Linda Clyde | Jul 28, 2017

An Introduction to ArchiveGrid

This is third in a three-part series that offers tips and tricks to those who are ready to move beyond online research. Read part one and part two.

So, you’ve gotten a little bored with web research and you’re ready to start digging a little deeper? It’s time to get familiar with ArchiveGrid.

This site, recommended by D. Joshua Taylor in his 2017 RootsTech presentation, is a fantastic, free research tool. With more than four million records describing archival materials, it’s the place to go to discover collections large and small, physical locations housing historical documents, personal papers, family histories, and more. It’s a big help for those looking for materials that can only be found in archives, libraries, museums, and historical societies.

Similar to the Online Computer Library Center (a global library cooperative), ArchiveGrid is produced by the same company that produces WorldCat. The difference? WorldCat is typically for books, whereas ArchiveGrid is for manuscripts and archival materials.

ArchiveGrid allows you to search finding aids and catalog descriptions from thousands of repositories across the United States and the world including leading institutions such as Harvard and Yale University. When visiting the site, you won’t find any buttons for family history or genealogy, but because ArchiveGrid currently includes millions of entries, it can still be “an absolute gold mine” for any genealogist. As you begin searching, you’ll discover that many ArchiveGrid categories can be very relevant to your family history and genealogy research.

Where should you start? Well, there are a lot of options. The first thing you’ll want to do is look for archives located around a zip code you’re curious about—for example, your own or that of an ancestor. Below the map on the home page, you’ll see where to enter the zip code. Doing so will bring up your location of interest on the map and show you what archives are available in the area. Click on the red map markers to see archive details. You then have the option of reviewing the collections found at the repository, or you can go ahead and make contact with a local specialist.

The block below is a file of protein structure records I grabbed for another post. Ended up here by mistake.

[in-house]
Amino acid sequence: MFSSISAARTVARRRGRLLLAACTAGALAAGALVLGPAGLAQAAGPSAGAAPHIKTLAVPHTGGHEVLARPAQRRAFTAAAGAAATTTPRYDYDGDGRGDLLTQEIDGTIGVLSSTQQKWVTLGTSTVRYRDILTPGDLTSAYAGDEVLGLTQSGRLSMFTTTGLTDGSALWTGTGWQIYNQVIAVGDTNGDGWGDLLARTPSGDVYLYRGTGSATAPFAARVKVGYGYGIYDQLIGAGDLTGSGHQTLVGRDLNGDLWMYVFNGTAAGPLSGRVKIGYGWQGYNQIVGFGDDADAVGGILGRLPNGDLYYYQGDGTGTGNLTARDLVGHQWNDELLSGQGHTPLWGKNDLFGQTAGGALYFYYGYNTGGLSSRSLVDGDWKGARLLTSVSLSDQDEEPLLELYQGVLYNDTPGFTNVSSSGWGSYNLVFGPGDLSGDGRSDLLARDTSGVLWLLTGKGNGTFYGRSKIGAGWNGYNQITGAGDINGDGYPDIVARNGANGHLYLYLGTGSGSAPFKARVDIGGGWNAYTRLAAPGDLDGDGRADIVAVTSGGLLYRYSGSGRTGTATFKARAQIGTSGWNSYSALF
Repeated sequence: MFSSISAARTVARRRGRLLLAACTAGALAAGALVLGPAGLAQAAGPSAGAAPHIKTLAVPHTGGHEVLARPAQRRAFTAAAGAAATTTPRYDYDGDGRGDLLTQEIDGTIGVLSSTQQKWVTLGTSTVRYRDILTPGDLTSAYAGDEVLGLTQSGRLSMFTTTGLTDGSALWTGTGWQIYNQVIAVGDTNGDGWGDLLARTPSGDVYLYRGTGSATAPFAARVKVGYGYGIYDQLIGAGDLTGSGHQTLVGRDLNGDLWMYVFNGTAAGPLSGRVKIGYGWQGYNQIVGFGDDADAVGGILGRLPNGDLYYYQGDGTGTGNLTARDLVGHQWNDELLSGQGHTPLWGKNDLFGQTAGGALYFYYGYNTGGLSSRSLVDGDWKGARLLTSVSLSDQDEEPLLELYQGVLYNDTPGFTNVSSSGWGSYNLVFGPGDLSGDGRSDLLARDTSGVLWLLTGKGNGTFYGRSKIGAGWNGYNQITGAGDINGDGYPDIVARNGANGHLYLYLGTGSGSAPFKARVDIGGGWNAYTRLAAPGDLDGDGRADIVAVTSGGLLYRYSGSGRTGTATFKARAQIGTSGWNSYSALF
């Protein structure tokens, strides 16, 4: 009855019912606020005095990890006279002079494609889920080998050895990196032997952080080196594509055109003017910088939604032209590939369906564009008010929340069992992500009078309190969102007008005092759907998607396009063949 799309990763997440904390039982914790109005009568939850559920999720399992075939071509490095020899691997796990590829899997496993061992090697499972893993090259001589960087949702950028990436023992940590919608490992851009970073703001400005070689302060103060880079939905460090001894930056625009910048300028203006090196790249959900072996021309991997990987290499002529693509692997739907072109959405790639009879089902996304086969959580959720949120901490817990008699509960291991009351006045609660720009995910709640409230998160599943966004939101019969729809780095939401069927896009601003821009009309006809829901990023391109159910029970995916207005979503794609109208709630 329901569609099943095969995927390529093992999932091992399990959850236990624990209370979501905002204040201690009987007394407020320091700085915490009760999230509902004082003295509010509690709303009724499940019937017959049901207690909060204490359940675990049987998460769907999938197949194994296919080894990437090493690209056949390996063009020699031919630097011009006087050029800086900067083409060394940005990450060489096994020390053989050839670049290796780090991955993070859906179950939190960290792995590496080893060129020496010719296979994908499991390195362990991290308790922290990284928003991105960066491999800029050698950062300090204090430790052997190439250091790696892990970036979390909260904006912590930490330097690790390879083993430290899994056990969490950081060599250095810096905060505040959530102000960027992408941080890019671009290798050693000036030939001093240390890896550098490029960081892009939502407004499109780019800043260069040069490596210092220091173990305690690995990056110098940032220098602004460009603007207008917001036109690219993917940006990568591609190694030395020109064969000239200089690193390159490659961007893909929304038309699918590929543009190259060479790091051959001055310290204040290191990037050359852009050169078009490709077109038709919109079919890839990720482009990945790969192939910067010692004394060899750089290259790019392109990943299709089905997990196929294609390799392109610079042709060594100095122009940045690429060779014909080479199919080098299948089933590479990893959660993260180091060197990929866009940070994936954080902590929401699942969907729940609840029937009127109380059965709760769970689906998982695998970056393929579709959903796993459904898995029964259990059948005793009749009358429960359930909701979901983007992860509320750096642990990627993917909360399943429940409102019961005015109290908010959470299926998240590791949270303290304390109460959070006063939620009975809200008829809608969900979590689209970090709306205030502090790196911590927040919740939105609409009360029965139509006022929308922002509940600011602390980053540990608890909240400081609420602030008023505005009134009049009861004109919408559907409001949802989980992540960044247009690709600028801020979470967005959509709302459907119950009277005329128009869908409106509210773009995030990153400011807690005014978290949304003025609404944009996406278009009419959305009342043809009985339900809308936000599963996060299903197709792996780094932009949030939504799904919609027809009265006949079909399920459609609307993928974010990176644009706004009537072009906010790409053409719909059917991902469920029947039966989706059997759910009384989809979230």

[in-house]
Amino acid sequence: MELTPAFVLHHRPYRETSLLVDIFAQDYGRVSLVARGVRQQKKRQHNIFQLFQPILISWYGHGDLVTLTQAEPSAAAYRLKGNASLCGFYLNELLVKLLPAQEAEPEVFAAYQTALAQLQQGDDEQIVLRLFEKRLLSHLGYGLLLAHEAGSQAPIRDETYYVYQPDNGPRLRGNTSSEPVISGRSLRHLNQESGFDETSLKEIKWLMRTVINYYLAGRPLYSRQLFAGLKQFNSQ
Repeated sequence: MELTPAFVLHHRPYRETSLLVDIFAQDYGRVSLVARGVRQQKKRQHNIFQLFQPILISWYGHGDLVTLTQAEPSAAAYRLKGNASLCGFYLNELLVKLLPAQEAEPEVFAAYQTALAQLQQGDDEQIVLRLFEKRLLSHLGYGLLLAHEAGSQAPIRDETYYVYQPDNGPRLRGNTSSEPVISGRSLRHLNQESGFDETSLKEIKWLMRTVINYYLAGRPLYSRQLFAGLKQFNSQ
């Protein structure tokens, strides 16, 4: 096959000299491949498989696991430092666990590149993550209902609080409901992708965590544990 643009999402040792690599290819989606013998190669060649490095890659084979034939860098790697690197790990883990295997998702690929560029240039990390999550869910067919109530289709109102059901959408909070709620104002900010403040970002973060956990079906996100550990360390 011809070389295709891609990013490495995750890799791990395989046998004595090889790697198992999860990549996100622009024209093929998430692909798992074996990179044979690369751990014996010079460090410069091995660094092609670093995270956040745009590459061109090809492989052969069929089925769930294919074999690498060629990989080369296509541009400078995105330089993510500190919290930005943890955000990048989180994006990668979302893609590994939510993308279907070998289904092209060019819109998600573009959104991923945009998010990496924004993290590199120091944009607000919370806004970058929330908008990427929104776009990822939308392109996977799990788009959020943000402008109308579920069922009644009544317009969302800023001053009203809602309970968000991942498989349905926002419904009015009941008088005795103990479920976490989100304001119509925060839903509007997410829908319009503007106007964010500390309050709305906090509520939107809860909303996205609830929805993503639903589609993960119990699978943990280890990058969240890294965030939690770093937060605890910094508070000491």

Keep in mind that the site favors broad searches and that you’re searching for collections, not specific details. Archival collections are usually cataloged at an extremely high level, so for example, searching for names of ancestors is unlikely to produce results. Instead, try searching for keywords related to locations, topics, and time periods. Browsing by topics can also be an excellent way to find a variety of content and might even give you more ideas for research. A general keyword search should often include a specific topic and/or location. The following are topics related to family history and genealogy that might turn up results in an ArchiveGrid search:

  • Art
  • Government and law
  • Immigration and expansion
  • Religion
  • Society and culture
  • Transportation and travel
  • War and military
  • Women’s history

The site also offers Boolean search logic, which allows you to use AND, NOT, OR, and parentheses to help you improve your search results.

ArchiveGrid is constantly finding new institutions to participate in the project, and new collections and archives are added on a frequent basis. Follow the ArchiveGrid Blog for updates and other statistics, or just watch the Recent Additions column found on the site’s home page.

Go ahead and give ArchiveGrid a try. Before long you’ll be turning up all kinds of interesting and enlightening treasures—maybe even some that nobody currently living has ever seen.

What other sites do you like? Tweet @RootsTechConf with your suggestions. 

Linda Clyde

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